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May 10, 2021 2021-05 Faculty Finance Research in Education

Driven to despair — the surprising link between teen driving and female poisonings

Since teens first took the wheel, studies have examined how drug use and other risky behaviors impact their driving. But what if we looked at that scenario from the other way around? Could it be that driving —and the new independence that comes with it — actually influences the risks that teens take? Gies assistant professor and micro-economist Julian Reif wanted to find out. So, together with former University of Illinois Urbana-Champaign PhD student Jason Huh, he embarked on a study exploring the effect of teenage driving on mortality and risky behaviors.

“We were interested in understanding determinants of risky behaviors among teenagers,” said Reif, whose new paper "Teenage Driving, Mortality, and Risky Behaviors" is forthcoming in the journal American Economic Review: Insights. “From prior research, we know a lot of descriptive facts about their key behaviors. In particular, there are a lot of differences between males and females in terms of the kinds of ways they’re most likely to die.”

julian reifMales, for example, are about four more times likely to die by suicide or accident than females, said Reif (right). But he wanted to go beyond those numbers by looking at teen deaths that occur at the time when teens first become eligible to drive.

“We thought it was a good experiment for two reasons,” he said. “One is that gaining a driver’s license can lead to large social changes for teenagers. The other is a statistical reason: driver’s license eligibility depends on the month in which you were born, which is basically random.”

In theory, said Reif, there should be little difference between someone who’s 15 years, 11 months old, and someone who’s just turned 16, except that the 16-year-old is eligible to drive in many states. Comparing teenagers just above the driving eligibility age to those just below it provides a unique opportunity to investigate the effects of teenage driving.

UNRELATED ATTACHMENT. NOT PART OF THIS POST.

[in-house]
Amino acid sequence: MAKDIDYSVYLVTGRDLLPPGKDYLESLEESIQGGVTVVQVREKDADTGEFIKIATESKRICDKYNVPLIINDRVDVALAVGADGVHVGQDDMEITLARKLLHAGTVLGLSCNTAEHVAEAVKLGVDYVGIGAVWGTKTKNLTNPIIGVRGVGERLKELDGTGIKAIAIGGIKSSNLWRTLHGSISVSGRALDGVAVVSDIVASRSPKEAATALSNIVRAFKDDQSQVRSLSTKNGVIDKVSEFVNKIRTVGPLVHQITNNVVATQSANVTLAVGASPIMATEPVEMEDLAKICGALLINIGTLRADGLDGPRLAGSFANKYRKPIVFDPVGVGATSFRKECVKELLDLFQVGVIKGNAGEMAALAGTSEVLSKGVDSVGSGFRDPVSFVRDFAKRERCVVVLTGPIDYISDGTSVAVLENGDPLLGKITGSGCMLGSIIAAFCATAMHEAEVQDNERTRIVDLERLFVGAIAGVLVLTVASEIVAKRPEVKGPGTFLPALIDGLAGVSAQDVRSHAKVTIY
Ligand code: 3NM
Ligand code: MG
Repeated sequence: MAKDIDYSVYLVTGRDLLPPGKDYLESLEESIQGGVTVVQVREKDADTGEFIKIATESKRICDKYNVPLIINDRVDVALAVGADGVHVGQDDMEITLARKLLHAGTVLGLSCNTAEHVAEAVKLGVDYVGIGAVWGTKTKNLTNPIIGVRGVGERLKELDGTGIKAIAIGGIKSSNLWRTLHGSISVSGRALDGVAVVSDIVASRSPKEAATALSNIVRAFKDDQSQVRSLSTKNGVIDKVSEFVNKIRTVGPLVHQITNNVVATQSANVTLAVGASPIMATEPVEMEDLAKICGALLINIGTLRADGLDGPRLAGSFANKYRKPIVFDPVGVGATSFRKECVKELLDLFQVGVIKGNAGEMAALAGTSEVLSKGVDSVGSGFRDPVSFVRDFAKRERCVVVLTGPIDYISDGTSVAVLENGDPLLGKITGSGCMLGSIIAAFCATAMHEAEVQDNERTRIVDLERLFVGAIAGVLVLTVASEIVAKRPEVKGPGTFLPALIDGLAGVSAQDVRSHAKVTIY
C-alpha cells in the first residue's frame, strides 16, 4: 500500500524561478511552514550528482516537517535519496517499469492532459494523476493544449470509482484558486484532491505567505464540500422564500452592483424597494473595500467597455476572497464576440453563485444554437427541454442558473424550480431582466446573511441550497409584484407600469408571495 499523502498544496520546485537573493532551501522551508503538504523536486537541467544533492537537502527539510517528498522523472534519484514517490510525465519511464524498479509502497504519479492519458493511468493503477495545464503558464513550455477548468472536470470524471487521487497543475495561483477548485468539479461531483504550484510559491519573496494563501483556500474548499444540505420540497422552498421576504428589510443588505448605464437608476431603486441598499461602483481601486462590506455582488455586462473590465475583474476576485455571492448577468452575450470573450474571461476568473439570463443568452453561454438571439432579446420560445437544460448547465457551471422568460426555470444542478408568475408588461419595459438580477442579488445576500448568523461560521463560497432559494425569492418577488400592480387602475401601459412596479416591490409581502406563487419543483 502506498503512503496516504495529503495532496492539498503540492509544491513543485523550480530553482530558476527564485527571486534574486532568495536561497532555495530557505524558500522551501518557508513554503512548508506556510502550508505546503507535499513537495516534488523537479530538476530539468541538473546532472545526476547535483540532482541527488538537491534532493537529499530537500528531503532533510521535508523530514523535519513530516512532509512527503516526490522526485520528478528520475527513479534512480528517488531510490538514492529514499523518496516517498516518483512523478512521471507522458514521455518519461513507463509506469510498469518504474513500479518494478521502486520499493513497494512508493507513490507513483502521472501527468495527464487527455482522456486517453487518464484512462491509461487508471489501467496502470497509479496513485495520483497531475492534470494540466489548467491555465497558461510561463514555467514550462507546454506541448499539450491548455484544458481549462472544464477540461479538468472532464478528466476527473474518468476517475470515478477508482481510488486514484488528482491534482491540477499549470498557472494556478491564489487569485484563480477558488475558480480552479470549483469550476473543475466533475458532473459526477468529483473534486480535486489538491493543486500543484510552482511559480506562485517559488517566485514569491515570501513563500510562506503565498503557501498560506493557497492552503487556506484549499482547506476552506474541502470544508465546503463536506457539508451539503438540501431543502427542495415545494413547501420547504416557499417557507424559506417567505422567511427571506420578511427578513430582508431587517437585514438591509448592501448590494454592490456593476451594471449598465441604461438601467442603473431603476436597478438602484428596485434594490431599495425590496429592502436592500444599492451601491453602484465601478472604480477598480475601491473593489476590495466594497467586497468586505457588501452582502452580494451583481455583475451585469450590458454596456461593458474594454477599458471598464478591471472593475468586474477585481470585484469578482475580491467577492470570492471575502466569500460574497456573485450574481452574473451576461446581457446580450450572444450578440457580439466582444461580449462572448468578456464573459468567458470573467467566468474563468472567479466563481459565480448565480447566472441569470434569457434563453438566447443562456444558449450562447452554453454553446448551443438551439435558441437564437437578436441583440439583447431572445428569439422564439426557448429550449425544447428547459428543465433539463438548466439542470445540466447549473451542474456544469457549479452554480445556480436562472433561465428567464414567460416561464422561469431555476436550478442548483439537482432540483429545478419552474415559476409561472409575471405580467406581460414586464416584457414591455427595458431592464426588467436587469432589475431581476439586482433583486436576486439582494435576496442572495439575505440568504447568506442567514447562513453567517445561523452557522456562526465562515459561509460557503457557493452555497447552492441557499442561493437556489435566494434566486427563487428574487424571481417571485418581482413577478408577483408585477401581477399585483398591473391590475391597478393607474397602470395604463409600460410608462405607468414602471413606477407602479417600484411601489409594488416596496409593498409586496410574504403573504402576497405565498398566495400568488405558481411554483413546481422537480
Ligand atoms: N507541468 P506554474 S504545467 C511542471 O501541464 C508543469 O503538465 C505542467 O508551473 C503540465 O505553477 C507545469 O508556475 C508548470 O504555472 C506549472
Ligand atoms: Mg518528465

Going into the study, there were a few things they expected to find, like an increase in car-related fatalities as teens transition from being passengers to taking the wheel. Sadly for anxious parents, those assumptions were borne out in the numbers.  In the first month that teenagers become eligible to drive, the study revealed that motor vehicle fatalities increase by 44%.

They also discovered a stark rise in the number of females dying from poisoning, which has a far less obvious link. “There are two main ways you can die from poisoning,” explained Reif. “One is a drug overdose; the other is carbon monoxide poisoning. Our study found a sudden and substantial increase in both types of death in the month that teenagers become eligible to drive.”

How substantial? As high as 76%, said Reif. “If you look at the graph, it’s an unmistakable increase.” What makes that statistic even more remarkable, however, is the clear gender divide. “When we look at teenage males, we find no effect at all.”

So what’s behind this anomaly? Without additional research, it’s hard to say. It could be that driving enables female teenagers to purchase and consume drugs more easily, or that it alters their social environment, allowing them to meet new friends who may influence their decisions. Ultimately, that will be up for future researchers to investigate. The important thing is understanding that there may be a causal link.

“Male and female teenagers exhibit very different risky behaviors,” said Reif. “We’re not the first ones to point this out, but nobody has been able to find out the causal forces behind these differences. We show that driving is one of those forces. When teenagers become eligible to drive, that event is causing an effect in females that is not happening in males.”

While this study doesn’t explain the whole divide, it reveals one small piece of the puzzle, and Reif hopes that’s enough to spark additional research that could lead to solutions in the future. “The more we understand the forces and mechanisms behind preventable teenage deaths, the more we can design better policies that help address them.”